We've updated our Privacy Policy to make it clearer how we use your personal data.

We use cookies to provide you with a better experience. You can read our Cookie Policy here.

Preserving Peatlands Is Vital to Climate Change Mitigation Efforts

Preserving Peatlands Is Vital to Climate Change Mitigation Efforts

Preserving Peatlands Is Vital to Climate Change Mitigation Efforts

Preserving Peatlands Is Vital to Climate Change Mitigation Efforts

Arctic peatland in Svalbard. Credit: Angela Gallego-Sala.
Read time:

Want a FREE PDF version of This News Story?

Complete the form below and we will email you a PDF version of "Preserving Peatlands Is Vital to Climate Change Mitigation Efforts"

First Name*
Last Name*
Email Address*
Company Type*
Job Function*
Would you like to receive further email communication from Technology Networks?

Technology Networks Ltd. needs the contact information you provide to us to contact you about our products and services. You may unsubscribe from these communications at any time. For information on how to unsubscribe, as well as our privacy practices and commitment to protecting your privacy, check out our Privacy Policy

The study, led by the University of Exeter and Texas A&M University, examines peatland losses over human history and predicts these will be "amplified" in the future.

Peatlands are expected to shift from an overall "sink" (absorbing carbon) to a source this century, primarily due to human impacts across the tropics, and the study warns more than 100 billion tons of carbon could be released by 2100, although uncertainties remain large.

Peatlands are currently excluded from the main Earth System Models used for climate change projections – something the researchers say must be urgently addressed.

"Peatlands contain more carbon than all the world's forests and, like many forests, their future is uncertain," said Professor Angela Gallego-Sala, of Exeter's Global Systems Institute.

"Peatlands are vulnerable to climate change impacts such as increased risk of wildfires and droughts, the thawing of permafrost and rising sea levels.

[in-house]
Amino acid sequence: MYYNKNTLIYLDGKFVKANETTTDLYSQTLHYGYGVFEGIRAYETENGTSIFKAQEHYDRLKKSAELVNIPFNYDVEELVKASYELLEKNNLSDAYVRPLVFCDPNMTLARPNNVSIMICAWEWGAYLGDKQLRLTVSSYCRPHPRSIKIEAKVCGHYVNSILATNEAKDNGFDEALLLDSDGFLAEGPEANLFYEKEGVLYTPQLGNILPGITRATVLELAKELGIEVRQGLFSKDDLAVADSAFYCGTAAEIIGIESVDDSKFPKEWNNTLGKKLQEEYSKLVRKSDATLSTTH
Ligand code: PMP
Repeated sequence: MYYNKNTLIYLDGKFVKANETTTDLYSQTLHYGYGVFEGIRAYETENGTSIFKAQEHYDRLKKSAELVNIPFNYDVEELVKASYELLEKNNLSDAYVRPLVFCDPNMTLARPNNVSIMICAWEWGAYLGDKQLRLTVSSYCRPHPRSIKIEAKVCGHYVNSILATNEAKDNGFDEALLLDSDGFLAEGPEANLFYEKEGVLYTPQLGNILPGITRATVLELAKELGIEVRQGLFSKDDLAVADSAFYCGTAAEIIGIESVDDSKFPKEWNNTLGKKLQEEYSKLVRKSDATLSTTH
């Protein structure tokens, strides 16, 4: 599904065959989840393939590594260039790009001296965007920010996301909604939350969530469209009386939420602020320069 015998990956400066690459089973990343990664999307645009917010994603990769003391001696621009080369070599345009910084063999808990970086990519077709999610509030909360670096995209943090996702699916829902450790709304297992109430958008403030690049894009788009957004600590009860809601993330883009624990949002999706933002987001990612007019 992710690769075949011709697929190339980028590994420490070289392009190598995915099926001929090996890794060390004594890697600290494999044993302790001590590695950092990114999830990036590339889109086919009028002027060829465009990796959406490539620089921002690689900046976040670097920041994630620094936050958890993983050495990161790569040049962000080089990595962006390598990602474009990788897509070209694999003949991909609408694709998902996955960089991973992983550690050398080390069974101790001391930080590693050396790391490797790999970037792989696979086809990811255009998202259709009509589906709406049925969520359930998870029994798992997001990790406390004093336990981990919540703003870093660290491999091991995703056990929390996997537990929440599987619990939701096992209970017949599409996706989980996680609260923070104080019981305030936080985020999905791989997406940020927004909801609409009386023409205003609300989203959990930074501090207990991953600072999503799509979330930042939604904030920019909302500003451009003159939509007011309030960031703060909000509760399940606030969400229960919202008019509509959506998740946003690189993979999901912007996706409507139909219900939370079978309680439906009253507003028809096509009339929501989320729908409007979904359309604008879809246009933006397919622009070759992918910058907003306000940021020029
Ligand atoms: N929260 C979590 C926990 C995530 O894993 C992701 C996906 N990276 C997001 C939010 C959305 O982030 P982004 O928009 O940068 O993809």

"However, the main threats to peatlands are more direct – particularly destruction by humans to create agricultural land.

"So the future of peatlands is very much in our hands."

Peatlands are a type of wetland found in almost every country on Earth, currently covering 3% of the global land surface.

Professor Gallego-Sala says they have been "overlooked" in some climate models because they are seen as "inert" – neither absorbing nor emitting carbon at a rapid rate when left alone.

This exclusion from models makes it hard to estimate future changes, so the study combined existing research with survey estimates from 44 leading peatland experts.

Based on this, it estimates total carbon loss from 2020-2100 at 104 billion tons.

The authors stress this estimate is highly uncertain (losses up to 360 billion tons to gains of 103 billion tons) – but it demonstrates the need both for inclusion in models and better peatland preservation.

"Even though we would like more information, we clearly need to make decisions now about how we manage these ecosystems," Dr Gallego-Sala said.

"We simply can't afford for peatlands to go up in smoke."

New “discoveries” of tropical peatlands in the Amazon and Congo are mainly intact, and the researchers say it is important to make sure we have solid policies in place.

"We have a responsibility to find a way forward that works for people and the planet," Dr Gallego-Sala said.

"Where people have a strong economic incentive – or even necessity – to destroy peatlands, we need plans and policies that offer more sustainable alternatives."

Loisel J et al. Expert assessment of future vulnerability of the global peatland carbon sink. Nat. Clim. Chang. (2020). https://doi.org/10.1038/s41558-020-00944-0

This article has been republished from the following materials. Note: material may have been edited for length and content. For further information, please contact the cited source.